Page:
Rishi Sunak delays Autumn Statement Until 17 November
Rishi Sunak is a British politician who is the New Prime Minister of the United Kingdom. After taking up charges, he has delayed announcing the Fiscal plans from 31 October to 17 November. Sunak and Chancellor Jeremy Hunt have agreed that they will deliver the Autumn Statement on 17 November with an OBR-UK forecast. It will contain the UK’s medium-term fiscal plan to put public spending on a sustainable footing, get debt falling & restore stability.
Autumn Statement Delayed
Sunak said it was “important to reach the right decisions and there is time for those decisions to be confirmed with cabinet”.
PM will announce the Fiscal plans after the next meeting of the Bank of England’s monetary policy committee (MPC), which sets interest rates, on 3 November.
Hunt said that he discussed the change of plans with the Bank’s governor, Andrew Bailey, and he “understands the reasons for doing that and I’ll continue to work very closely with him”.
Hunt said: “I want to confirm that it will demonstrate debt falling over the medium term, which is really important for people to understand. But it’s also extremely important that that statement is based on the most accurate possible economic forecasts and forecasts of public finances.
“And for that reason the prime minister and I have decided it is prudent to make that statement on 17 November when it will be upgraded to a full autumn statement.”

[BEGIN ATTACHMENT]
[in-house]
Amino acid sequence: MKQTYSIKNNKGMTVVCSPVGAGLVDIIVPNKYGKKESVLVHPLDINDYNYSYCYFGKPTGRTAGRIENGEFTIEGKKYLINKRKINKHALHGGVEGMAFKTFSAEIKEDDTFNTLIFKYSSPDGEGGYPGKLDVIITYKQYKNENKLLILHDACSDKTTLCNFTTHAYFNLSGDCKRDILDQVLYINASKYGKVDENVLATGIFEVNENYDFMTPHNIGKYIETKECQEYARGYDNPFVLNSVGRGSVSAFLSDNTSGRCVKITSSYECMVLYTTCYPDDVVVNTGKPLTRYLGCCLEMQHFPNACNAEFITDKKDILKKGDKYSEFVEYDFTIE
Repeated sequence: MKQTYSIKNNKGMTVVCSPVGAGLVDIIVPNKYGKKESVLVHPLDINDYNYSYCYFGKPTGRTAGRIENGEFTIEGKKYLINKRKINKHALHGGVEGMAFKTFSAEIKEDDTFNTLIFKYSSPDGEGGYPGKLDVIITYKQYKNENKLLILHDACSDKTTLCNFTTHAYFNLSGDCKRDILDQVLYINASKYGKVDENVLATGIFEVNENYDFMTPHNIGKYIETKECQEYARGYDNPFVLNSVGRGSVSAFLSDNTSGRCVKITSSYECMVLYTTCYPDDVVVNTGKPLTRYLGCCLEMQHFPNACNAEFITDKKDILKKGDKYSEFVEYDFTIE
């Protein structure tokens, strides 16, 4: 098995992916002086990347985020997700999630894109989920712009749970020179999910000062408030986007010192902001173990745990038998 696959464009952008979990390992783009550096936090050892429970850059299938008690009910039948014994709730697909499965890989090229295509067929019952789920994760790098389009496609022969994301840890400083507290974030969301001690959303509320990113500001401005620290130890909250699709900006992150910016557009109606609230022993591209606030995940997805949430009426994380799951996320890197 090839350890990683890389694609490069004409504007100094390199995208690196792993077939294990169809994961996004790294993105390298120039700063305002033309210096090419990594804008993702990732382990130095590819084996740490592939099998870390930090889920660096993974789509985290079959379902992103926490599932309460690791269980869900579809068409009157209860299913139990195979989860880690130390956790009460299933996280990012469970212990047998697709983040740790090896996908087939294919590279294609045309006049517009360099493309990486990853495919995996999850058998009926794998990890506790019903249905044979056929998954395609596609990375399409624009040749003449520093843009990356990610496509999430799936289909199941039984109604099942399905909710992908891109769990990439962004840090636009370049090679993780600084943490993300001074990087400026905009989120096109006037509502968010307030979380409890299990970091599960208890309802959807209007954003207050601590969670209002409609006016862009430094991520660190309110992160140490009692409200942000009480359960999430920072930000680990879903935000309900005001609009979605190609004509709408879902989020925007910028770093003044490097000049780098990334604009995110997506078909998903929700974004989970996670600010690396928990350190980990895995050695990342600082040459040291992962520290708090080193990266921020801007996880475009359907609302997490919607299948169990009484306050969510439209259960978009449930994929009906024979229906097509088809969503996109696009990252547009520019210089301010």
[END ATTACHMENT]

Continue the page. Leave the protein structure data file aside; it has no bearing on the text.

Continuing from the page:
The Chancellor reaffirmed his commitment to the Bank’s independence and inflation target. Both agreed to work closely to restore confidence and stability in the UK economy.
It is the second time the date has been changed. Kwasi Kwarteng oroiginally announced the date for 23 November. But then brought forward under intense political and economic pressure to 31 October, in part in order to inform the MPC’s meeting.
Bailey had previously welcomed the move to make the fiscal statement before the possible rates rise decision, calling it the “correct sequence”. He said, it would be helpful to know the “full scope of fiscal policy by then”.
People shared their opinions on social media.
@angelaeagle twitted: “No commitment from the new Equalities Minister to publish an impact assessment of the Nov17 Autumn Statement which is likely to contain massive public spending cuts after #ToryMiniBudget catastrophe despite fact we know such cuts impact women the most”.
💥BREAKING: Halloween Budget has been pushed back to 17 November, being rebranded as an 'Autumn Statement'.— Best for Britain (@BestForBritain) October 26, 2022
Another three weeks people will have to endure wondering if they'll be forced out of their homes by mortgage rises, or if they'll be able to turn the lights on come April.